What is the Advisory Committee on Disputes?

The Advisory Committee on Disputes (“the Committee”) is an independent body which formulates opinions on administrative complaints lodged by staff members at the request of the concerned staff member or on the initiative of the Secretary General. The Committee is composed of four staff members, two appointed by the Secretary General and two elected by staff1.

 What is an administrative complaint?

Current and former Council of Europe staff members, and persons claiming through them, are entitled to submit complaints to the Secretary General against administrative acts adversely affecting them2. Any such complaint must be made in writing and lodged via the Director of Human Resources within thirty days of the act concerned being published or, in the case of an individual measure, being notified to the person concerned.

 How is a complaint referred to the Committee?

The Secretary General may refer a complaint to the Advisory Committee on Disputes on his own initiative; a staff member may also request a referral of his or her complaint. 

 What happens once a complaint is referred to the Committee?

The Committee will request submissions from the complainant and from the Administration. The Committee will then formulate its opinion, within one year of the date of referral of the complaint.

The Committee shall give reasons for its opinion which may relate not only to the lawfulness but also to the expediency of the act complained of depending on the particular circumstances of the case. It may also propose an equitable settlement.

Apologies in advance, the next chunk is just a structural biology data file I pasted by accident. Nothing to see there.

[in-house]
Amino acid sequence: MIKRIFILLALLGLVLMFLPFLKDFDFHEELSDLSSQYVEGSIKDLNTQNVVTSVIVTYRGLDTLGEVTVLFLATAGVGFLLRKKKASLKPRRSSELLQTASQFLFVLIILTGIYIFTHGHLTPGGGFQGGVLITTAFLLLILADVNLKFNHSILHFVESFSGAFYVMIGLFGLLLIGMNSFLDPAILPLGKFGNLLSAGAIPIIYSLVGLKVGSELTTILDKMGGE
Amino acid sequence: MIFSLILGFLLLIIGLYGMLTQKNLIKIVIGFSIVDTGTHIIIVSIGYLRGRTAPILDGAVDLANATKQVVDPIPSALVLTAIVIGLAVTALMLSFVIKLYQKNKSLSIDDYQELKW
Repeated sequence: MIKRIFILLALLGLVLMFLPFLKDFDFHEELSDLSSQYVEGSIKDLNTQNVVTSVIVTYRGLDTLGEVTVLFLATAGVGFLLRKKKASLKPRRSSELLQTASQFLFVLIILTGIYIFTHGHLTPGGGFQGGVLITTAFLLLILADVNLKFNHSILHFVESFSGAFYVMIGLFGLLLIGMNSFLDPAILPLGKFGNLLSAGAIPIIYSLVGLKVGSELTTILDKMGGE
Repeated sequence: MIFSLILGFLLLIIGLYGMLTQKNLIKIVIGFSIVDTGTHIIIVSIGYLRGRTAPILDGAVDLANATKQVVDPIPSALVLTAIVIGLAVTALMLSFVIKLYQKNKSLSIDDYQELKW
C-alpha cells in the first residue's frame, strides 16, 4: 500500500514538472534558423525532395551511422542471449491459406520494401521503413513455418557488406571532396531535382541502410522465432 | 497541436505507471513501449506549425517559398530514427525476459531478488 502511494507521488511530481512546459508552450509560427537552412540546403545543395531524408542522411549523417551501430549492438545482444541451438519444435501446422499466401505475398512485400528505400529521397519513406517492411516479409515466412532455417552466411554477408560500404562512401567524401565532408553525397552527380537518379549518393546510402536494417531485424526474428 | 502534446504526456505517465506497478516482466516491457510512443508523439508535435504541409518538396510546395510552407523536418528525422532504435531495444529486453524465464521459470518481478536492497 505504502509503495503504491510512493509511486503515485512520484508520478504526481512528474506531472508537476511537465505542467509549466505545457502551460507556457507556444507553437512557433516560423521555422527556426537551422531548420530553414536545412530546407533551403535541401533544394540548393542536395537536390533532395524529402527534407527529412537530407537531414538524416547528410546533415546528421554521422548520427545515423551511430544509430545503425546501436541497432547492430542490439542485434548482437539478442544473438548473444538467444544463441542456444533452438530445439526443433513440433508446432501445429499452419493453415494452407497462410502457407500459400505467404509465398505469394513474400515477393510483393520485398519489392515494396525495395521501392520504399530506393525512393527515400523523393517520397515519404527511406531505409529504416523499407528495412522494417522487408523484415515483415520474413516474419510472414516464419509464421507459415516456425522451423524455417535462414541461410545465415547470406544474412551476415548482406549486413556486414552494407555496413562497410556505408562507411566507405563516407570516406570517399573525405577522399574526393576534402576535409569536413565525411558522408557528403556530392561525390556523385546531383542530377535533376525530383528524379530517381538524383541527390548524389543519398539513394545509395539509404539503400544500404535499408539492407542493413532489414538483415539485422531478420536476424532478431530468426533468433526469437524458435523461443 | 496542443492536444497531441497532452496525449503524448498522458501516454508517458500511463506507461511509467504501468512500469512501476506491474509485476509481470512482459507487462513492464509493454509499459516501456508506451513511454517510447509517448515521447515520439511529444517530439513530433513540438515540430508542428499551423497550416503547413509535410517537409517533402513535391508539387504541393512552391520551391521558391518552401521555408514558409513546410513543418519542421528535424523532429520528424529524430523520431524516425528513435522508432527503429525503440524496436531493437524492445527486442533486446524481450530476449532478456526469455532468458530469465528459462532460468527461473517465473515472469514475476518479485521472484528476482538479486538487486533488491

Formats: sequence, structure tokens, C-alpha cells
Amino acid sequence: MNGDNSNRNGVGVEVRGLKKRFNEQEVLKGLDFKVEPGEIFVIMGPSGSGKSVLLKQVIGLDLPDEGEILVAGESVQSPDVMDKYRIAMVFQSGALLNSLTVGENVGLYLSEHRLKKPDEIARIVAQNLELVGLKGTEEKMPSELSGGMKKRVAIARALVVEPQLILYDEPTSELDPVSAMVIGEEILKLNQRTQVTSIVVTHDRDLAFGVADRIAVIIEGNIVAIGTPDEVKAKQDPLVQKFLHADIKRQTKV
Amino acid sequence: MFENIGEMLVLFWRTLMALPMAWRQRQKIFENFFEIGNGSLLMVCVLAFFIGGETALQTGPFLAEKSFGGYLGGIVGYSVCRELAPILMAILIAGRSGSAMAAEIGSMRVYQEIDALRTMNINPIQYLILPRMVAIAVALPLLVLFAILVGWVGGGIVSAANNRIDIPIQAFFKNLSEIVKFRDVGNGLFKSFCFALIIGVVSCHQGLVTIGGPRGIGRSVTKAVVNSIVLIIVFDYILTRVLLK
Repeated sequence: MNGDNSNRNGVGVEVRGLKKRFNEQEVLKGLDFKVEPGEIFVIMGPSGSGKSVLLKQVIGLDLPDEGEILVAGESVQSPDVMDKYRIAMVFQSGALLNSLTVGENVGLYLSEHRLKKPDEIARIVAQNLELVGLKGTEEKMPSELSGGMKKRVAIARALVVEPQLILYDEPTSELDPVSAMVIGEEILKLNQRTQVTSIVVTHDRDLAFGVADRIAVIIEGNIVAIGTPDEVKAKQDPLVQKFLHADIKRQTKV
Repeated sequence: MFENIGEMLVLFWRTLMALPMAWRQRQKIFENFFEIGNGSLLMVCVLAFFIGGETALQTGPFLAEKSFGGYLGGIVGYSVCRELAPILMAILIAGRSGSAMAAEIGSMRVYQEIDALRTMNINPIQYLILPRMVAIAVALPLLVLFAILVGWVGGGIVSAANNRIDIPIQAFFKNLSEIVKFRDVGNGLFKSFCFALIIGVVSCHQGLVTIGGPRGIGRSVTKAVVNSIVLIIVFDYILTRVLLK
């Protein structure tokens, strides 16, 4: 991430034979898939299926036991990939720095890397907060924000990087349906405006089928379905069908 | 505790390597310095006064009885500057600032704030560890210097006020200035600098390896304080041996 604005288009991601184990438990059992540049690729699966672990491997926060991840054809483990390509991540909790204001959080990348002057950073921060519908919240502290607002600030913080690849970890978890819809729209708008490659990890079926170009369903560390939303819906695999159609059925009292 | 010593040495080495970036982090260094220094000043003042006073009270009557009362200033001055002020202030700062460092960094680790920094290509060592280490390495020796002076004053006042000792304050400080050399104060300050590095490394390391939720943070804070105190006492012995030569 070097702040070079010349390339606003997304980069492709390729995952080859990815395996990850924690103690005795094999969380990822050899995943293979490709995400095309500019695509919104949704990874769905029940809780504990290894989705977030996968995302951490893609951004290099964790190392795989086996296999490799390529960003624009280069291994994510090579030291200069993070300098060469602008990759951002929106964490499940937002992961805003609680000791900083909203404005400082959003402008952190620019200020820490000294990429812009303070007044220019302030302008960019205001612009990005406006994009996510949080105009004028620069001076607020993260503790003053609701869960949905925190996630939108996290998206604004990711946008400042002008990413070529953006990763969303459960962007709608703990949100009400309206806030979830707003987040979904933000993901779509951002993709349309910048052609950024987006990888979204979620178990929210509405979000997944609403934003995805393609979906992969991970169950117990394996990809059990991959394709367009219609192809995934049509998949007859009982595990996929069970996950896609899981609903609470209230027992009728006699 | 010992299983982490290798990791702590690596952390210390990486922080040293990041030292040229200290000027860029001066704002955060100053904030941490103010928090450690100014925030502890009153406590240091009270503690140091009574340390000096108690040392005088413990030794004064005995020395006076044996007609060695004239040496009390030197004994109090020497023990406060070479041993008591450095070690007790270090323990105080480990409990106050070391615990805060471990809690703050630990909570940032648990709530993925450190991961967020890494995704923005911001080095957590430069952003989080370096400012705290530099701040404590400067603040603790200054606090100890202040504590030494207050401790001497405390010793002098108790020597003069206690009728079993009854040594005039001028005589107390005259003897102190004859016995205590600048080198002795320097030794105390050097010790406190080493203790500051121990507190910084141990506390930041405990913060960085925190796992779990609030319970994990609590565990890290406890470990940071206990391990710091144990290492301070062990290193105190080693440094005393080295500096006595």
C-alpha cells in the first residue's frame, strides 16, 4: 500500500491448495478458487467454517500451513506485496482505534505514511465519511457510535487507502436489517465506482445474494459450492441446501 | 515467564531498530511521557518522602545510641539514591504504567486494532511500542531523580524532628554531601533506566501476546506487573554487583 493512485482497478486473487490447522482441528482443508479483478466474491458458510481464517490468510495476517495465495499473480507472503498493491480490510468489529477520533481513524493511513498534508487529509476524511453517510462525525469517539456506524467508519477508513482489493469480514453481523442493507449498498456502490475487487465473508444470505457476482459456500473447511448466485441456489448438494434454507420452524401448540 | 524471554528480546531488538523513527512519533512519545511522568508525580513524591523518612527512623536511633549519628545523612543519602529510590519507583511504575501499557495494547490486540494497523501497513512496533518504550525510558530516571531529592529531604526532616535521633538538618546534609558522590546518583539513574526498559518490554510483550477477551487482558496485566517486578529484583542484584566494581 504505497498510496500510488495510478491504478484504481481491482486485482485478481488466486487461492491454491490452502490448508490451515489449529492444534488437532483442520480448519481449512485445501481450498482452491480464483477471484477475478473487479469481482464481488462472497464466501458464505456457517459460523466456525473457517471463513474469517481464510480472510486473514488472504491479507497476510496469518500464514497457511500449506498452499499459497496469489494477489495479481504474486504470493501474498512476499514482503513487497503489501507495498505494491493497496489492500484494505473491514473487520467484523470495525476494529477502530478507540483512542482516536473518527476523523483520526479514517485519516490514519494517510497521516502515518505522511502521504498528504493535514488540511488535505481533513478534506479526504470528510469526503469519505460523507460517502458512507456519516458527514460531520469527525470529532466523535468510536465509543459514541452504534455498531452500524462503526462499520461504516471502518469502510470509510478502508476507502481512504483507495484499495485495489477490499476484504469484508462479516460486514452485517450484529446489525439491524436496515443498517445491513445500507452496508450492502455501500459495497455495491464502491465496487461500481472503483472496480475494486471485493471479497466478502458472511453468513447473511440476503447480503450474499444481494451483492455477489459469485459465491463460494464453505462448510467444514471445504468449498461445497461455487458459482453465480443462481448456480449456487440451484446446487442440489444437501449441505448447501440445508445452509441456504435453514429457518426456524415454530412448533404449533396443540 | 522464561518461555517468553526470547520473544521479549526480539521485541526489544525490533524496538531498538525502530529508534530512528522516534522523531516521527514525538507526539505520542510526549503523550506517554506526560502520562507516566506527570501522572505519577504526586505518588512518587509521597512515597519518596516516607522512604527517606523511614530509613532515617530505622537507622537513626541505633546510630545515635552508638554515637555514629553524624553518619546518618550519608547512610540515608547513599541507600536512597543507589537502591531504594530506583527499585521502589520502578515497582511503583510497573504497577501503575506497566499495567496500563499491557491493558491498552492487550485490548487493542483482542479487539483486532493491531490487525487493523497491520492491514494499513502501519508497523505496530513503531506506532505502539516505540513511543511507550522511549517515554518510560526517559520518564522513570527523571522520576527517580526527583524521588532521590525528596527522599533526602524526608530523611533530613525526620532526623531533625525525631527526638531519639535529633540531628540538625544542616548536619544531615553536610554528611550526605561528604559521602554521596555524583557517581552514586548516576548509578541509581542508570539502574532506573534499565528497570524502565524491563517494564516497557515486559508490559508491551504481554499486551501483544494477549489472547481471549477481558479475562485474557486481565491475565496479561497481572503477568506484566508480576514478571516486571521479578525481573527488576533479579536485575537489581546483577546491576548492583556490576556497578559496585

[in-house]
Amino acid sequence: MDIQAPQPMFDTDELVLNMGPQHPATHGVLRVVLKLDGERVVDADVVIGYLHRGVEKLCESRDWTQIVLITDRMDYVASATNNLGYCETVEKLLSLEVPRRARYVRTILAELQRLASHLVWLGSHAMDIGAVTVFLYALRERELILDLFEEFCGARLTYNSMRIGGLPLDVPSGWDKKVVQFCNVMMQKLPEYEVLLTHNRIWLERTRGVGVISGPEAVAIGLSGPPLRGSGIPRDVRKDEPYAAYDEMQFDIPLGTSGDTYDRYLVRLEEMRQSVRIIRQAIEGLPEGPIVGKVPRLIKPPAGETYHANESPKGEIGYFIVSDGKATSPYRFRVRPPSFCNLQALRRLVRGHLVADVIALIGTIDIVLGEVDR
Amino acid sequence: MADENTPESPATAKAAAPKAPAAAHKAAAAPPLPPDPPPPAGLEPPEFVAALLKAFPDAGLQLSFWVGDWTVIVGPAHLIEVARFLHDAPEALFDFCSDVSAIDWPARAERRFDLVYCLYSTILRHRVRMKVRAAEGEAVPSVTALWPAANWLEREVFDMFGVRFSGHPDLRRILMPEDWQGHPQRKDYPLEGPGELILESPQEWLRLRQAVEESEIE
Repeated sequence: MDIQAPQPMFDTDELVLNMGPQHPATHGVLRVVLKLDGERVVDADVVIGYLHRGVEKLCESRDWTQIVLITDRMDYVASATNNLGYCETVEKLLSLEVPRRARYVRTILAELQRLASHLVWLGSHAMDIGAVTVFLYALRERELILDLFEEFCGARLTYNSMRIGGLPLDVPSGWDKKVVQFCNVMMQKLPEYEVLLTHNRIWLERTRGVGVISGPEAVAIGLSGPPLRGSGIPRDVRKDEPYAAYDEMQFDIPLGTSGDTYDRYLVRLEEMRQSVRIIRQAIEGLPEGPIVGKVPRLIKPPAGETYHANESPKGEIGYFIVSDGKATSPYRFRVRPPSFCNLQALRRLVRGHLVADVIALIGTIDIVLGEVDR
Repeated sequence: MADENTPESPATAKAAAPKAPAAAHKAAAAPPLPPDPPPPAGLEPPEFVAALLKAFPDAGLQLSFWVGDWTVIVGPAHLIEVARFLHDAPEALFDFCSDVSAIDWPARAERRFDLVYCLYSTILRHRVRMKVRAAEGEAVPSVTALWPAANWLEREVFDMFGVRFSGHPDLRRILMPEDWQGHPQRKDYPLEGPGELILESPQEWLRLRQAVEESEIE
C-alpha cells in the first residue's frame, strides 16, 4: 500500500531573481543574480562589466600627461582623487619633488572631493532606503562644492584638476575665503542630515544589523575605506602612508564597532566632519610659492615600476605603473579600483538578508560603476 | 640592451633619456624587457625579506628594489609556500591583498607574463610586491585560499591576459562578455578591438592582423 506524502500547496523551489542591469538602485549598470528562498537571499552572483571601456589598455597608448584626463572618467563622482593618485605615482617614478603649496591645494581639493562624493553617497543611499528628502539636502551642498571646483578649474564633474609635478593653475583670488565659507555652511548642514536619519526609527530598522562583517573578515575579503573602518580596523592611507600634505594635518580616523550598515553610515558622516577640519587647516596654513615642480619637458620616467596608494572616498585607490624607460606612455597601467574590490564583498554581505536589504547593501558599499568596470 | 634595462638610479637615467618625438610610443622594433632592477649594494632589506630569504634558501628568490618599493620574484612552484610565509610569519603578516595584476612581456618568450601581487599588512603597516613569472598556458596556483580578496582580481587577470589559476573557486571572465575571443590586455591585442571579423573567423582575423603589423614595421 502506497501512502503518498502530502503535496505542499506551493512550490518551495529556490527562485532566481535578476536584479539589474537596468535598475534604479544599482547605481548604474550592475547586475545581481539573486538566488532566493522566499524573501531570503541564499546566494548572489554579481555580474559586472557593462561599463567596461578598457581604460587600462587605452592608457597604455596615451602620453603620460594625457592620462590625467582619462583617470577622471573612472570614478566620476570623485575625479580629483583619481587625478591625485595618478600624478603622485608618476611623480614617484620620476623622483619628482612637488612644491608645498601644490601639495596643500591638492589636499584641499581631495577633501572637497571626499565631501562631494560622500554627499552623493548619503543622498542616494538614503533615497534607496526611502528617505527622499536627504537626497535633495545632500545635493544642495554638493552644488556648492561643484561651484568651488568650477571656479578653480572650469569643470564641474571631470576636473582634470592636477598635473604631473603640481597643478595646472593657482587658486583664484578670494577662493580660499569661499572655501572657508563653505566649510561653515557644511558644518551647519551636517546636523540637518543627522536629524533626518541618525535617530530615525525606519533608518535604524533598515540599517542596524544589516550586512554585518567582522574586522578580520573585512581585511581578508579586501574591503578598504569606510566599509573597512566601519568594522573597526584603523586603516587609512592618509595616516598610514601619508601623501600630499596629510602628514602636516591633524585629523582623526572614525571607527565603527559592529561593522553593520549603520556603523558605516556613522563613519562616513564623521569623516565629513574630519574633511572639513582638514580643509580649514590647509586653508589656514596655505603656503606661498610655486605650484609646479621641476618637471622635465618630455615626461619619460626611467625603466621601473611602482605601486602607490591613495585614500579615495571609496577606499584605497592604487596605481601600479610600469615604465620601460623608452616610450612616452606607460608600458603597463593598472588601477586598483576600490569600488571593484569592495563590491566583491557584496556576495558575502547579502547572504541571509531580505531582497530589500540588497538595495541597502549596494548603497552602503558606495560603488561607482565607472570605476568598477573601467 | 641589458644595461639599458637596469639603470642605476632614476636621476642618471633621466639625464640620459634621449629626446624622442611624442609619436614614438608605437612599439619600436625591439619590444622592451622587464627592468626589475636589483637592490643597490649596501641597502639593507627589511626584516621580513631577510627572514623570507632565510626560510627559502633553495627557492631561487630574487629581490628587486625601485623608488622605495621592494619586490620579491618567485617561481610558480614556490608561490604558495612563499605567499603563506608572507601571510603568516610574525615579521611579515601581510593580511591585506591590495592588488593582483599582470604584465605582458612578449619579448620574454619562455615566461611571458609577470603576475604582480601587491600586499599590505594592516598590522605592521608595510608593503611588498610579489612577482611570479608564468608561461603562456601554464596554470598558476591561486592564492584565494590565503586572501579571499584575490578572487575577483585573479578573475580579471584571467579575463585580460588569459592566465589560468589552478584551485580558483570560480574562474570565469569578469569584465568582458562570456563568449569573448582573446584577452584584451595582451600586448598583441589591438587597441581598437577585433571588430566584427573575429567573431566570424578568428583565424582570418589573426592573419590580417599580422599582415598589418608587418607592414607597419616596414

The Committee deliberates in private and its proceedings are confidential.

 What happens once the Committee has given its opinion?

The Secretary General shall have thirty days from the date of receipt of the opinion of the Advisory Committee on Disputes to give a decision on the complaint. The Secretary General’s decision may be appealed against to the Administrative Tribunal.

 Examples of cases already dealt with by the Committee

Over the last ten years, the Committee has considered a range of complaints, including complaints against:

  • a decision not to extend a temporary contract;
  • the termination of the payment of dependent child allowance to a father and an orphan’s pension to his daughter on the ground that the daughter was no longer enrolled in full-time education;
  • the refusal to permit a permanent staff member to proceed to the written examination stage of a competition after she failed to attain the minimum required score in a pre-selection aptitude test.

For more information about the Advisory Committee on Disputes, see the Staff Regulations Part VII: Disputes.

1. In addition, there are four substitute members (two appointed by the Secretary-General and two elected by staff) who replace titular members if and when required.

2. There are special rules concerning matters relating to an external recruitment procedure.